What You Can Learn from Your Horse’s Urine
You probably turn away or even walk away when you horse urinates but it could be useful to pay more attention! By monitoring your horse’s urine, you could be able to spot potential health issues early and so give your horse the best possible chance to recover from them.
In order to know if something is wrong you first need to establish what is normal for your horse. Urine does vary and the natural differences are caused by a variety of factors.
What is Normal Urine?
Your horse’s urine will probably be pale in colour if they have unlimited access to water. If their water intake is restricted or they have sweated a lot in the heat, then their urine will become more concentrated and therefore a darker yellow. Don’t be too disturbed if your horse’s urine appears to be a little red in colour after it has been passed. The urine can be oxidised when exposed to the light and this can turn it orange/red in colour. This phenomenon should not be confused with bloody urine.
Your horse may absorb excessive calcium and this will be eliminated in its urine giving it a cloudy or milky appearance. Its urine could also appear rather bubbly as it is passed. This is because the urine contains mucus to act as a lubricant which prevents calcium carbonate crystals turning into stones.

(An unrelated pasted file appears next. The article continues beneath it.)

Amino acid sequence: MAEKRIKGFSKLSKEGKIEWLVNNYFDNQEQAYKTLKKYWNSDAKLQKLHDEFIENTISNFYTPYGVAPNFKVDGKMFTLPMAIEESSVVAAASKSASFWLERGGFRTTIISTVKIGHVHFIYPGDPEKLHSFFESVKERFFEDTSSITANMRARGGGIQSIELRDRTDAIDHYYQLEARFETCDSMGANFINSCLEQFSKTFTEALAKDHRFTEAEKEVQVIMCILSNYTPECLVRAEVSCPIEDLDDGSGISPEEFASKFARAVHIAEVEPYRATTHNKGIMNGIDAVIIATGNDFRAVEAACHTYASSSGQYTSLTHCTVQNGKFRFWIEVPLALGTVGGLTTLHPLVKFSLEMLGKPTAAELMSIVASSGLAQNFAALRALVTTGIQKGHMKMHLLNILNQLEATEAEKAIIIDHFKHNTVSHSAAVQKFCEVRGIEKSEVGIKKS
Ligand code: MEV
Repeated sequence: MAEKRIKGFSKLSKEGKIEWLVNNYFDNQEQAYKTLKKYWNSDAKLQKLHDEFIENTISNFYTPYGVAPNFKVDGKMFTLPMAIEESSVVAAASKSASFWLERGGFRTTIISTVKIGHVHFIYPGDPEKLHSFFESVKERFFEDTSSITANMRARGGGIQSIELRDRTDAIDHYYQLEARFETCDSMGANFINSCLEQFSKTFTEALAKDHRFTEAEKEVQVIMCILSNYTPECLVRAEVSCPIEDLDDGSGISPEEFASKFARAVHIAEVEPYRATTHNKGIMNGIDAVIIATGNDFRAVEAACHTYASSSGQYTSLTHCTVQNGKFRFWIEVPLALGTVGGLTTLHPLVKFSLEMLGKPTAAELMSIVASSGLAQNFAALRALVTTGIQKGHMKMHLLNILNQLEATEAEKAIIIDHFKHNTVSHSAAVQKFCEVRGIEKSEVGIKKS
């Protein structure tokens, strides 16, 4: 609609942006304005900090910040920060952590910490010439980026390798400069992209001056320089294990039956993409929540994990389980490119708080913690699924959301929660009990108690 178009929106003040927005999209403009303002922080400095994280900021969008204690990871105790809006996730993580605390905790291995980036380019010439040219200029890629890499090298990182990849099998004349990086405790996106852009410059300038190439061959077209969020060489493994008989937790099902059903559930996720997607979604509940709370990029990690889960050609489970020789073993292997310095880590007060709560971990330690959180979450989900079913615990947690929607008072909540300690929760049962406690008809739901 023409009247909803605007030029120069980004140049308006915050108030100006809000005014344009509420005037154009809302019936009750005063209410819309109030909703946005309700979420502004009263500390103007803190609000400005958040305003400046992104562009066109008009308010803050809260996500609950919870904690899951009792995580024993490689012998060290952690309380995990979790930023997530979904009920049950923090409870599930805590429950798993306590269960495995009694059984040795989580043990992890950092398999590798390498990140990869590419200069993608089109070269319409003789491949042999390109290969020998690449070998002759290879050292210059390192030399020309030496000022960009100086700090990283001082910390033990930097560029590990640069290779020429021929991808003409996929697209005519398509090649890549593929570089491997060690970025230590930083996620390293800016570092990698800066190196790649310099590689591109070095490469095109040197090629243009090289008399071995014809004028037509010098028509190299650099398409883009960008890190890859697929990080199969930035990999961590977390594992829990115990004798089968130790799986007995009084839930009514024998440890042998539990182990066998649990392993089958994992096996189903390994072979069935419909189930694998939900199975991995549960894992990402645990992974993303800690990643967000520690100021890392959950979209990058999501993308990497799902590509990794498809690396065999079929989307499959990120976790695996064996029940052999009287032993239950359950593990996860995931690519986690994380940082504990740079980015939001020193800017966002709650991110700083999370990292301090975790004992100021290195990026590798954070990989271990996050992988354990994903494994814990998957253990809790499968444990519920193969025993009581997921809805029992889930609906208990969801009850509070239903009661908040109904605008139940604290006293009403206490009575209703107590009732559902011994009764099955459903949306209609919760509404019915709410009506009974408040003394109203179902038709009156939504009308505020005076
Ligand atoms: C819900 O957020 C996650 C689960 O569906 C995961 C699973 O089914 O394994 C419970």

The more protein that your horse consumes in his or her diet then the more urea and ammonium he will expel. Therefore the stronger the smell of ammonia will be in the stable.
What is Abnormal Urine?
If you are acquainted with what is normal for your horse, then it is easier to spot issues. You should monitor your horse’s urine continuously so that you are able to recognises any changes quickly.
Cystitis is a very common urinary track condition which is even more common in mares as they possess shorter urethras. This means that infections can access the bladder more easily. If your horse is suffering for cystitis, then their urine may contain blood.
Kidney stones can form in the kidneys or the bladder. These are called calculi and can make urinating uncomfortable. If your horse appears to be urinating infrequently or is uncomfortable when doing so, this could mean that they have stones. These must be addressed immediately. Stones could cause a total blockage of the urinary tract and this can be fatal.
Seek veterinary help if your horse’s urine becomes very dark. This could be the result of rhabdomyolysis which is a change in the muscle cell membrane’s permeability. This condition causes large quantities of protein to enter the blood stream and then to be excreted via the urine. Dark urine can also be a symptom of seasonal pasture myopathy. This is a devastating muscle disease most often found in grazing horses. It is thought to be caused by the toxins in the seeds of the sycamore tree and is fatal in the vast majority of cases.